Accessories chain Claire’s has always kind of looked like it was going bankrupt. Even during the company’s most solvent years, Claire’s locations were stuffed with cheap jewelry, handbags, and makeup, combinations of which can usually be purchased at a discount. You’ll always find a cursory ear-piercing chair, manned by a teenager packing a piercing gun that could be confused with a hot-glue gun in the dark. Even with its predictably pink-and-purple color story, Claire’s entire aesthetic reads a bit like liquidation.
The company may soon have a status to match. Bloomberg reported last week that Claire’s Stores Inc. is preparing to file for bankruptcy, in a deal that would hand control over to lenders. Just five years after registering for an initial public offering—a registration it later withdrew—the iconic purveyor of preteen accessories has been felled by the death of the American mall. It joins retail ranks that include Toys R Us, The Limited, Wet Seal, and Payless.
Perhaps it is time for Claire’s to hang up its hat (likely a pink, sequined beanie). But let us also mourn the potential passing of an American staple, a store that speaks to the best and worst of girlhood-on-the-cusp-of-the-cusp-of-womanhood. Claire’s stores are explosions of emotion and expression in pastel and neon, featuring an array of aesthetic choices that serve as miniature stand-ins for the more sophisticated visual preferences one will form later in life. As an adult, you’ll choose between silver or gold, leather or suede, silk or linen. But for now it’s pink or purple, dogs or cats, wristlets or clutches, dangly earrings or studs, hearts or shamrocks, small notebooks of unidentifiable use or “attitude glasses” of no use at all. Claire’s is where you learn to try on personality traits, via a mercurial whirlwind of style choices—all of it for $10 or less.
Claire’s as we know it was built by Rowland Schaefer (paywall), who founded a successful wig business before buying Claire’s Boutiques in 1973. Schaefer grew the business to 1,000 stores by 1990, and 3,000 by 2006. (By then, Claire’s also owned The Icing, which appealed to a slightly older demographic.)
The company’s ascent coincided with the peak of the American shopping mall, itself a metaphor for that ambiguous period between childhood and adulthood. Malls are relatively safe, contained spaces in which one can engage with the lures of capitalism while also whispering about boys at Cinnabon. It’s a place your parents might let you hang out unchaperoned, where “unchaperoned” means they wait patiently in an armchair in the JC Penney’s shoe section until it’s time to go home. The mall is a purgatory of adolescent independence. But in the midst of adolescence, purgatory could sometimes be enough.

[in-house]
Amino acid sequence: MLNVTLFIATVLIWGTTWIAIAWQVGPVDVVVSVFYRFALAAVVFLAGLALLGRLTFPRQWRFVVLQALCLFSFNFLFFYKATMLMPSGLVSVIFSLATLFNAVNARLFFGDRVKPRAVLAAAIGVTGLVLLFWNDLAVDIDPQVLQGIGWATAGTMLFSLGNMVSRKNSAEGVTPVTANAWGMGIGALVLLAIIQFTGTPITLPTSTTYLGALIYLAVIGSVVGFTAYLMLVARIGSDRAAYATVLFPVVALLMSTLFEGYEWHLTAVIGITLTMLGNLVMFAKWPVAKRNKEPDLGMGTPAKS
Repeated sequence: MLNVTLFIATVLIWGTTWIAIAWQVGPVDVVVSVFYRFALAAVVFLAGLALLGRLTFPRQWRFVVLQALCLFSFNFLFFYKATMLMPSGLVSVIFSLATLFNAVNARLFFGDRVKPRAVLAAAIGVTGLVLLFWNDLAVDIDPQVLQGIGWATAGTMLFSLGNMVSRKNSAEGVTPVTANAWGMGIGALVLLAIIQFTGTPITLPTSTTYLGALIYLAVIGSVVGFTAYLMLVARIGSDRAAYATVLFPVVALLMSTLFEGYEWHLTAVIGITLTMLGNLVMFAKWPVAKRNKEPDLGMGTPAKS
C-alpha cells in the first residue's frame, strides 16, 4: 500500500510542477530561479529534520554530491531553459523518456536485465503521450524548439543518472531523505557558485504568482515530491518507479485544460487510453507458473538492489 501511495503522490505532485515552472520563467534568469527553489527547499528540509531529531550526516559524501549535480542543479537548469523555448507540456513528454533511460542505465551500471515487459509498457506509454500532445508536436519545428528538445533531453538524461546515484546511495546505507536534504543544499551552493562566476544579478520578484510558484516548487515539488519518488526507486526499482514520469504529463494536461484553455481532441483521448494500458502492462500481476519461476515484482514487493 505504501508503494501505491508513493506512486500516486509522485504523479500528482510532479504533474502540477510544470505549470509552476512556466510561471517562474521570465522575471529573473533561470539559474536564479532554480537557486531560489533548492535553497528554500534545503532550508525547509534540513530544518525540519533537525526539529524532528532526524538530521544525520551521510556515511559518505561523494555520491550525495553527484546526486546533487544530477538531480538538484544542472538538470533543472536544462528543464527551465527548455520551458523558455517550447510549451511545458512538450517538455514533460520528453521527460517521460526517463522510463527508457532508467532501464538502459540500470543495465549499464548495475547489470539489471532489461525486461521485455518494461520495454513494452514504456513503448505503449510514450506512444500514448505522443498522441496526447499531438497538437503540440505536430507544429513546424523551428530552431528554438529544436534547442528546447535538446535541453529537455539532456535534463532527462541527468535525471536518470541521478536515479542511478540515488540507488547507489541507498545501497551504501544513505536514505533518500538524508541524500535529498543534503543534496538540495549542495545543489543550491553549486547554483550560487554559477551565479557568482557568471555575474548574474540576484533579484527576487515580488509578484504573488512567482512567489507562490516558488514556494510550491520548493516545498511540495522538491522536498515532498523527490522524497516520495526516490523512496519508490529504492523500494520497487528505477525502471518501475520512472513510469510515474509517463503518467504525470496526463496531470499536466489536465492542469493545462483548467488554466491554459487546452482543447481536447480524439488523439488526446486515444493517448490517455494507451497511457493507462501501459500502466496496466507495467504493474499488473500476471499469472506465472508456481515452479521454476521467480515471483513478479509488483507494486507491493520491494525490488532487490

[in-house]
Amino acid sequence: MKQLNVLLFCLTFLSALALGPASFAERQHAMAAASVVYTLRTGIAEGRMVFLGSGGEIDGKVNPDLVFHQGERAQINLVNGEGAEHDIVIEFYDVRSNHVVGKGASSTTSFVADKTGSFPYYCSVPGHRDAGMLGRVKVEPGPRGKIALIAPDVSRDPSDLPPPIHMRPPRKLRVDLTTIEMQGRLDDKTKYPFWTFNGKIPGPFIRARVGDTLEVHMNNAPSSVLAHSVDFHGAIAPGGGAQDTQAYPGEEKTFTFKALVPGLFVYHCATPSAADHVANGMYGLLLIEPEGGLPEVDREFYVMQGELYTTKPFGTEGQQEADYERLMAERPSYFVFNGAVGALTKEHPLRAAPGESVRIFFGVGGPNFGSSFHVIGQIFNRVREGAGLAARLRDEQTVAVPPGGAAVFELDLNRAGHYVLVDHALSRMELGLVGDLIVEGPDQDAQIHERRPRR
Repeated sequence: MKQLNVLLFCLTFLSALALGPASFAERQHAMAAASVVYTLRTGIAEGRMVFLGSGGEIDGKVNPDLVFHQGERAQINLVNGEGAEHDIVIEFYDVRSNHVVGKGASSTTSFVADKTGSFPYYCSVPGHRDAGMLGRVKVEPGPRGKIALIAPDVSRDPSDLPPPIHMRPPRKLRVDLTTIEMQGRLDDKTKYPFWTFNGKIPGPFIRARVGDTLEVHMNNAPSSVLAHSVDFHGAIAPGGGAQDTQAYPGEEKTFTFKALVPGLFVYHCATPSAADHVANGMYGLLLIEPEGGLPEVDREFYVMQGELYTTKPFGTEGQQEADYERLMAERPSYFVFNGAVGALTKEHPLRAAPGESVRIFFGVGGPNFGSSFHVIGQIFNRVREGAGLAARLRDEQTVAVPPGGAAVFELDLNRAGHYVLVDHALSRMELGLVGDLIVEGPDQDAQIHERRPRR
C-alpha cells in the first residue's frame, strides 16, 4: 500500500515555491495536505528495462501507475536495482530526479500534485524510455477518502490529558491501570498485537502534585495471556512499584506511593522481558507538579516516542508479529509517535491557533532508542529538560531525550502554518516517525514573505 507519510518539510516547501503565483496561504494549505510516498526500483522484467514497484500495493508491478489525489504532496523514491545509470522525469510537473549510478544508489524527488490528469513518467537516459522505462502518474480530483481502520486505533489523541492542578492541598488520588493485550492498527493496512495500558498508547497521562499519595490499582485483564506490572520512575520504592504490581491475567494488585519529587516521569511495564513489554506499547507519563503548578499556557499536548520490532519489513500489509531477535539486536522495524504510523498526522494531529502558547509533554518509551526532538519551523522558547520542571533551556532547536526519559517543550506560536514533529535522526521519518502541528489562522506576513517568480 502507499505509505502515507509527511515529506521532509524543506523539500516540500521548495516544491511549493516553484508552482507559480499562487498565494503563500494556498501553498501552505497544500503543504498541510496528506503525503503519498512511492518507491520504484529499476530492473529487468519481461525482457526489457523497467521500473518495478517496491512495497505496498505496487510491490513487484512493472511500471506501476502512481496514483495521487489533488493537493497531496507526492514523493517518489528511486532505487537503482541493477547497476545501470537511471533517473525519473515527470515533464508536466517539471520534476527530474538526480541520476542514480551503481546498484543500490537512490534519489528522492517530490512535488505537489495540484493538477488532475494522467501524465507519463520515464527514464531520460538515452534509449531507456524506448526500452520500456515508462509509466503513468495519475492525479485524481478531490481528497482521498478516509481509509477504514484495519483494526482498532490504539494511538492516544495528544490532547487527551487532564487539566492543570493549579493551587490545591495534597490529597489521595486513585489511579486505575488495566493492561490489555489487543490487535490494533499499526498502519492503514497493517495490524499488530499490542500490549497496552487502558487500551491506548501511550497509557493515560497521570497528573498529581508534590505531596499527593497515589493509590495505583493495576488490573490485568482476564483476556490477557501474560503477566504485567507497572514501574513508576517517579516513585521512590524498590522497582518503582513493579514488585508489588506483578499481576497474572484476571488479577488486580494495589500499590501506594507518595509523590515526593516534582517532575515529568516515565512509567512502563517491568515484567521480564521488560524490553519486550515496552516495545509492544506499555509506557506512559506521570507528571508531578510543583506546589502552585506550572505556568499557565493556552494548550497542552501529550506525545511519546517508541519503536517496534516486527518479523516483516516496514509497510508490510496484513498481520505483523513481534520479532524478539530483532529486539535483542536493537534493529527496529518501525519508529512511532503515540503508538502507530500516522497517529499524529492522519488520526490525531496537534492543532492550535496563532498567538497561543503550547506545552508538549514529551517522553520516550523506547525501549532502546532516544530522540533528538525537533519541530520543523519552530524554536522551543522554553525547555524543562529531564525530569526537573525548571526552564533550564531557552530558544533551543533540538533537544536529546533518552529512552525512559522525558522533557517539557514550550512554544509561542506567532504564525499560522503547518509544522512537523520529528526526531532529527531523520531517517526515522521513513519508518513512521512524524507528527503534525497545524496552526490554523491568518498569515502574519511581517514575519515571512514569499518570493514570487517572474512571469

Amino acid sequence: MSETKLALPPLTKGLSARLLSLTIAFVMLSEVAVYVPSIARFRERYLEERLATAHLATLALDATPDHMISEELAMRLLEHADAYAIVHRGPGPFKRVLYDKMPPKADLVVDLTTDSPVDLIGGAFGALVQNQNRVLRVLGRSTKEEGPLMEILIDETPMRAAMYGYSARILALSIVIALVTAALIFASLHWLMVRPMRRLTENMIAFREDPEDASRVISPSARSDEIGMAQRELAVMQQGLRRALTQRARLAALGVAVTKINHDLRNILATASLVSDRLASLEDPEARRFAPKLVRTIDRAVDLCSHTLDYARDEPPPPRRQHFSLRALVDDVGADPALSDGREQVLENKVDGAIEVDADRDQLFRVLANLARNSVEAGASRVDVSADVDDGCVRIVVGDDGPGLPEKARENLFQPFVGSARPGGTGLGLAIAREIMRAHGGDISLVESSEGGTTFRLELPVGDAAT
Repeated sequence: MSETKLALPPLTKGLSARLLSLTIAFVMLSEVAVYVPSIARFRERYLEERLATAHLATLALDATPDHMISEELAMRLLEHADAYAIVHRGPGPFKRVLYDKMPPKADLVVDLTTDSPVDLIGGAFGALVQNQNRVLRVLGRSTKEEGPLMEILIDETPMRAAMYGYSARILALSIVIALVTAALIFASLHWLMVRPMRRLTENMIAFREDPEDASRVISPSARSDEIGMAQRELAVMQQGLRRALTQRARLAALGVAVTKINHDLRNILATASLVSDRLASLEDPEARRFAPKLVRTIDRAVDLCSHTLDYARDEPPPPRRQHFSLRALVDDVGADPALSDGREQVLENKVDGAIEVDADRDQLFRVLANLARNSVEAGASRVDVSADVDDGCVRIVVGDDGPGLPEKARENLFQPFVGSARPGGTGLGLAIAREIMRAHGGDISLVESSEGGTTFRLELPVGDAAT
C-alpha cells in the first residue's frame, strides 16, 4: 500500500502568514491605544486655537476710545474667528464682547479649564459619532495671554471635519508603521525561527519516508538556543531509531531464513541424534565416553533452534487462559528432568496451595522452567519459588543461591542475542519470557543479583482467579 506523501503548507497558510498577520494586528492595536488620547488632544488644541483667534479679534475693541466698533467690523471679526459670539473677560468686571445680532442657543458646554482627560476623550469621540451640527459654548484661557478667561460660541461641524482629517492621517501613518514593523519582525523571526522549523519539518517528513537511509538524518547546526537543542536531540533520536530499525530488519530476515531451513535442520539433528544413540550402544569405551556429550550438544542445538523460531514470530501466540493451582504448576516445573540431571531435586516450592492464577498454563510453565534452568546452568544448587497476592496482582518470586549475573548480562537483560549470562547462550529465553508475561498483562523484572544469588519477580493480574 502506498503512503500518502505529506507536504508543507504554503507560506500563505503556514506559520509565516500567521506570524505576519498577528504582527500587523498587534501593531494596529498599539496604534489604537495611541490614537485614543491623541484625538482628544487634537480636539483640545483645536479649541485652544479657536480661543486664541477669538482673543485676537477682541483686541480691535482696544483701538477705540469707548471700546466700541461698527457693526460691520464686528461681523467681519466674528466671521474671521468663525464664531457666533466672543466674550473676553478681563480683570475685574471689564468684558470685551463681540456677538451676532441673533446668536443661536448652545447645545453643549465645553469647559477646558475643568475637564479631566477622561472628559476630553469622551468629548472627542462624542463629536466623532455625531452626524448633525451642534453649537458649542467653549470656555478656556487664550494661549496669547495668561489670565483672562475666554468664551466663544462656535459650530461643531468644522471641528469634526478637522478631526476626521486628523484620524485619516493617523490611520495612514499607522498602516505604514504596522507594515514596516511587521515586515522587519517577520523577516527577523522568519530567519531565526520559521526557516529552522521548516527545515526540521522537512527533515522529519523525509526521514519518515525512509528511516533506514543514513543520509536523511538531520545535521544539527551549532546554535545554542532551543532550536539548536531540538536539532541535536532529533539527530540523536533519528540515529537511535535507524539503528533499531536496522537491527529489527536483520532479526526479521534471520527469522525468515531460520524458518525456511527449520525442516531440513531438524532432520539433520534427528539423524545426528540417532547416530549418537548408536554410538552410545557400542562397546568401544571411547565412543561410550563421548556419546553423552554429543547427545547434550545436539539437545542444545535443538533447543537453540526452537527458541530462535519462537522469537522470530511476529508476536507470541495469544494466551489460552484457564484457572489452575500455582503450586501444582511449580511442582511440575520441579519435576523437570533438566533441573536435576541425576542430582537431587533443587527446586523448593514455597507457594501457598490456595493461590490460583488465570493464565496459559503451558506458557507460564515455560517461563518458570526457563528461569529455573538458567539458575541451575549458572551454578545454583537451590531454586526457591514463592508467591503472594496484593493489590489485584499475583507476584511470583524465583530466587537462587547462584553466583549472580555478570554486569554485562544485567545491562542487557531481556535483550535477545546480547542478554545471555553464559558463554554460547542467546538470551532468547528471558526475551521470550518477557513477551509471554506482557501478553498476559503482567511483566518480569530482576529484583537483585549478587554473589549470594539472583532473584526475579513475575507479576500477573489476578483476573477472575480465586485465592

And in the landscape of a preteen girl’s mall visit in the 1990s and early aughts, Claire’s held a place of honor. It was a nexus of early stylistic self-expression. These choices were bigger than the flavor of ice cream you picked at the food court—this was Fashion. Which pithy-saying T-shirt reflected the depths of your budding personality? Which dangly pompom earrings spoke to the joie de vivre you were sending out into the universe? Could you rock a pink feather boa? Claire’s also happened to be the headquarters of a teenage rite of passage: ear-piercing, the first aesthetic choice you could make that came with a whiff of permanence. (Today, the company says it has pierced more than 100 million ears.)
If I look through my wardrobe now, or sift through the boxes of trinkets and keepsakes I’ve held onto since my own girlhood, nothing from Claire’s has survived. Had I kept anything, I suspect it would have disintegrated by now into a tidy pile of ash and glitter. Because Claire’s accessories aren’t meant to last. The things you buy there are never really yours; at least not the you that develops later, once you stop looking for a sense of self in shopping malls.
Like any maturing woman, Claire’s life these days is complicated. In 2007, private equity firm Apollo Global Management acquired the company in a $3.1 billion leveraged buyout. Apollo grew Claire’s quickly, adding about 350 stores in three years, and in 2013 the company filed plans for an IPO. But Claire’s had (has) more than $2 billion in debt, and lackluster financials. In 2016, it shuttered more than 150 locations, and in January 2017 Claire’s nixed its IPO plans. A few months later, Fitch Ratings deemed the company “at risk” of bankruptcy.
Still, Claire’s isn’t dead yet. The company could be revived under new management. Perhaps Claire’s will reinvent herself, finding new footing in these older, wiser years. She could take a pottery class, get a MoviePass, join Bumble, date a yoga instructor, and go paleo for a week before deciding it’s not worth it. She could figure it all out in the end. I know I’ll be rooting for her, wearing my rose-tinted attitude glasses.